Save the Peace Constitution of Japan
-- From Imitation ¡§Exclusively Defensive Defense¡¨
to Genuine ¡§Northeast
Asia Cooperative Security¡¨
Umebayashi, Peace Depot, Japan
World Peace Forum, Vancouver,
Canada, June 2006
Exclusively Defensive Defense?
Under its Peace Constitution, Japan
has been committed to being a country with exclusively defensive defense (EDD).
In truth, it has never been such a country.
For instance, in 1981, at the request of the United
committed to defend its own sea lines of communication (SLOC) within 1000
nautical miles from Japan.
The implication of this, of course, is that Japan
then relied upon US offensive capabilities to protect the SLOC beyond 1000
nautical miles. Japan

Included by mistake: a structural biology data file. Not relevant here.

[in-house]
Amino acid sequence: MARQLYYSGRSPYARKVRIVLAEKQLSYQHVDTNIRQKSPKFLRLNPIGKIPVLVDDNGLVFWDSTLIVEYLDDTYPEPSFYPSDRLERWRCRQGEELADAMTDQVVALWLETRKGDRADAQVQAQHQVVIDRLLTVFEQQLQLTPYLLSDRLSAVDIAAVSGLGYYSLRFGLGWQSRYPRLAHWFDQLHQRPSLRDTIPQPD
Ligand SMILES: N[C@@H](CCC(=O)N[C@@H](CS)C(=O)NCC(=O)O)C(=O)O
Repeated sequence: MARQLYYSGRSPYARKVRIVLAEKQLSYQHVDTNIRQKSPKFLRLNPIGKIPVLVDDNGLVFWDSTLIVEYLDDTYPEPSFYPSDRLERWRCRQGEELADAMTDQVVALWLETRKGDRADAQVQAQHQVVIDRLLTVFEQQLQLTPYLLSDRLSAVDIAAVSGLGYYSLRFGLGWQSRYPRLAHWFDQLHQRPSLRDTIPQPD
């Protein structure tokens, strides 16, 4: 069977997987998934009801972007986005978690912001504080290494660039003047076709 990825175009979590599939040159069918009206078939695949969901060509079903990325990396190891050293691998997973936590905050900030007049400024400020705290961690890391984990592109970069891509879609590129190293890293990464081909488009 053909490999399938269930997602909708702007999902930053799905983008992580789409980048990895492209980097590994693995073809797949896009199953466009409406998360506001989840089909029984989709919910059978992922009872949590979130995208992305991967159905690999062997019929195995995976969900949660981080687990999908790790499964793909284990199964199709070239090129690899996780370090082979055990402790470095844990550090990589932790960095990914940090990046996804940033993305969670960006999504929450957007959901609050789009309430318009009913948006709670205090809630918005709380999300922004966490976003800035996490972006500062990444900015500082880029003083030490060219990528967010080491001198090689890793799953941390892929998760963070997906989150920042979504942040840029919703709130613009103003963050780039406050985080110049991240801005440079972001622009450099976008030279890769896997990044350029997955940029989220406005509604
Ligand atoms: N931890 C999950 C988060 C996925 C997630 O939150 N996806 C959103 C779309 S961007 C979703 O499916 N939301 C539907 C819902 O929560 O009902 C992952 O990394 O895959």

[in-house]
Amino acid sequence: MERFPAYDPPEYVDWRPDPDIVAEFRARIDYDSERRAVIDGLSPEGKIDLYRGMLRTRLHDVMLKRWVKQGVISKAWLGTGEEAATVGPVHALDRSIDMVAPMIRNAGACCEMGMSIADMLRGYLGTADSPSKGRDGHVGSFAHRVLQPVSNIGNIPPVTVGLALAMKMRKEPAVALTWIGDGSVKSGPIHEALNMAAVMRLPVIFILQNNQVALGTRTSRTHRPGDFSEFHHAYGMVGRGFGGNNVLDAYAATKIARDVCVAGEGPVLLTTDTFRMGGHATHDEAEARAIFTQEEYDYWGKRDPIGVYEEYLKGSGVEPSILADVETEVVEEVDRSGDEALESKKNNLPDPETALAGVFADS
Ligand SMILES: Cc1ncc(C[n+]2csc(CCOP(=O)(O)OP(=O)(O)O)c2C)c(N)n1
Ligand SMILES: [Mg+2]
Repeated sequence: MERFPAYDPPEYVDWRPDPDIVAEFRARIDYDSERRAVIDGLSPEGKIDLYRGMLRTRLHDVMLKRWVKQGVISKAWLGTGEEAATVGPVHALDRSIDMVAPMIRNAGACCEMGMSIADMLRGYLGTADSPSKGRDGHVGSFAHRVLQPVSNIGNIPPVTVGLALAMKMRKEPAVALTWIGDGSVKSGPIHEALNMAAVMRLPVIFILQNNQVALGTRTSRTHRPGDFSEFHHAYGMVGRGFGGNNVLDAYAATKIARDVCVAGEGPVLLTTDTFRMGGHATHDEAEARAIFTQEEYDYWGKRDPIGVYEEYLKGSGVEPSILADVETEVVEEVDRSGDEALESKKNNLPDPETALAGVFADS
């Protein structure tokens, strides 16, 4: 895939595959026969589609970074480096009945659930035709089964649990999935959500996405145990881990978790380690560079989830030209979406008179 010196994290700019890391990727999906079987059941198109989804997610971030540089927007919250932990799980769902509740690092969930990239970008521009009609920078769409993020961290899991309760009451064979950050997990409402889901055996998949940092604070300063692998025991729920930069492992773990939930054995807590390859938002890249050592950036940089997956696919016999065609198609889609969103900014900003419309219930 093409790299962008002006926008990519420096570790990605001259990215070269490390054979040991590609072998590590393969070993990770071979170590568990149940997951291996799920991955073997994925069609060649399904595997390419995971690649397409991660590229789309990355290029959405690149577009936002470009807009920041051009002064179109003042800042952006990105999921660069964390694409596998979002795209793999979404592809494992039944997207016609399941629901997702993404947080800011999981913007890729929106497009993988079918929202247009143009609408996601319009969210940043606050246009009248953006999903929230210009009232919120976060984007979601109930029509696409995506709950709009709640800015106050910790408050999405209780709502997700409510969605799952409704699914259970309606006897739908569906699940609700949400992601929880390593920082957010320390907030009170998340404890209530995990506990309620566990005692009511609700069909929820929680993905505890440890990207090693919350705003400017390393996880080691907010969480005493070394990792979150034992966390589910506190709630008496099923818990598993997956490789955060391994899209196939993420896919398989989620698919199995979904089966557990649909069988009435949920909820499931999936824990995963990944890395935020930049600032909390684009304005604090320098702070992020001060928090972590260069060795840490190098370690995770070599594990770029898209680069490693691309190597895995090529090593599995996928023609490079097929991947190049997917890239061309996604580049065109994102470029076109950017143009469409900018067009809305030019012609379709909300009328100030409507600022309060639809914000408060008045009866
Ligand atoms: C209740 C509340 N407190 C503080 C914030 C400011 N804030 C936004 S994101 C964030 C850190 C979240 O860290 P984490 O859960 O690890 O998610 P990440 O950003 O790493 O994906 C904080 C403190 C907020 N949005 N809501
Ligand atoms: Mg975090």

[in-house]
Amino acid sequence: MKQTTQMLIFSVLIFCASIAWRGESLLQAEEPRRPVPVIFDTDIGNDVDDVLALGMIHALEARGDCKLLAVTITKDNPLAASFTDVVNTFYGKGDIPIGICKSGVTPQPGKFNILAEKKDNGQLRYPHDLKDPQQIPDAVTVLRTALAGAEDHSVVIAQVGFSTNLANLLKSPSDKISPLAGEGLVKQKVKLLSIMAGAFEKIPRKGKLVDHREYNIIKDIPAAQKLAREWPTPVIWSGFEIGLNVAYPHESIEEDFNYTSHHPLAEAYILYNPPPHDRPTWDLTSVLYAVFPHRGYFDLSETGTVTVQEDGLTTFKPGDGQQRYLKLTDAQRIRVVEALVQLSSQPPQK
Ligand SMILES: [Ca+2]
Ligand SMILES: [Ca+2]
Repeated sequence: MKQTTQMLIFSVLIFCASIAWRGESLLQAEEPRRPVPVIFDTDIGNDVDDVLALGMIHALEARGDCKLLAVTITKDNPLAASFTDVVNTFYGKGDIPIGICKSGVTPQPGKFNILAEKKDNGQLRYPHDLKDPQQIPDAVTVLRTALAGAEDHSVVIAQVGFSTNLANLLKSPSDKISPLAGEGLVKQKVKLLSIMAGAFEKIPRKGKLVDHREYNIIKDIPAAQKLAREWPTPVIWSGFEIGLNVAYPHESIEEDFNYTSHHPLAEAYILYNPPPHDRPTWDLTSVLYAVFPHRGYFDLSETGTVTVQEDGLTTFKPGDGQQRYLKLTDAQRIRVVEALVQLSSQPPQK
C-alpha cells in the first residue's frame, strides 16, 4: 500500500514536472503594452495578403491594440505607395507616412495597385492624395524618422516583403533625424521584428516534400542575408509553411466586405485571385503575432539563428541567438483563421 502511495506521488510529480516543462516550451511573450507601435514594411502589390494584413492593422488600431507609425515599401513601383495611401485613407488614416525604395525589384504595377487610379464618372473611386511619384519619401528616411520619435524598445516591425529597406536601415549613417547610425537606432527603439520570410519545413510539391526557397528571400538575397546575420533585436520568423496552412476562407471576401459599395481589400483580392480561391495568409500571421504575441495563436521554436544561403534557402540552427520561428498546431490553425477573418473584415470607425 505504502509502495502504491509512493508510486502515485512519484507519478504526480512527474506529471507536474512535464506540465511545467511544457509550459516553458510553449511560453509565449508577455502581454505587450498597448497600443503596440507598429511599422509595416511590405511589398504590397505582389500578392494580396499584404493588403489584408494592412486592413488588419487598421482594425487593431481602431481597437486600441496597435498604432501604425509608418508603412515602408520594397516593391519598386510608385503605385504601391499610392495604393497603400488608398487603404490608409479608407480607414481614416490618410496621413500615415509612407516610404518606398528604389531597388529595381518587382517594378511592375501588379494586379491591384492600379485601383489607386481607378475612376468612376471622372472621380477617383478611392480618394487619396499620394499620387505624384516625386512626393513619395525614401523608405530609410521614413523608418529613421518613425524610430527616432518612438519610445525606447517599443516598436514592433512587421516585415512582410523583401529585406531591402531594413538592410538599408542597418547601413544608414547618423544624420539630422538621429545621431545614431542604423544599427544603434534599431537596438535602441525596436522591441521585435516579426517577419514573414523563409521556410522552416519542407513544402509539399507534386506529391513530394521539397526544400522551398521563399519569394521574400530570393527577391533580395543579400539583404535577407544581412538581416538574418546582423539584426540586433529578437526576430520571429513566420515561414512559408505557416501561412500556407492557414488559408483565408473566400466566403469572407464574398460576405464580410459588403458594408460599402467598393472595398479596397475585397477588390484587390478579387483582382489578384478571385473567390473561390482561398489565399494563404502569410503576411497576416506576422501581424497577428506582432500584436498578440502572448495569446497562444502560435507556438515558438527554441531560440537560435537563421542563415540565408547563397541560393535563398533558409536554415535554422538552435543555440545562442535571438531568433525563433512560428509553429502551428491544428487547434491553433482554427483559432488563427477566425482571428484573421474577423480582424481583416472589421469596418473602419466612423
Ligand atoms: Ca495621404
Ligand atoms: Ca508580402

also depends upon US nuclear forces, the most destructive military force in the
world, to protect itself against nuclear threats. Furthermore, Japan
has been allowing the US Navy to homeport ships equipped with Tomahawk land
attack cruise missiles with capability to attack military and political targets
in Asian countries and the Russian Far East.
The reality is that there has been military role-sharing
between the United States
and Japan. The
former plays the role of spear and the latter that of shield. Japan
has asked the United States
to take charge of unrestricted offense while putting constraints on the
activities of the Japan Self-Defense Force (SDF) to act within the exclusively
defensive defense (EDD) policy. Therefore, the Japan¡¦s
EDD concept is not a pacifist idea originating from the spirit of the Peace
Constitution of Japan, but an imitation in appearance in order to hide within
the framework of the Constitution.
Primarily, an EDD policy should be a comprehensive security
policy of a country as a whole. In Japan¡¦s
case, the security policy should be its comprehensive policy for defense and
diplomacy including both for the SDF and for the Japan-US security arrangement.
should make the Japan-US security arrangement consistent with the EDD principle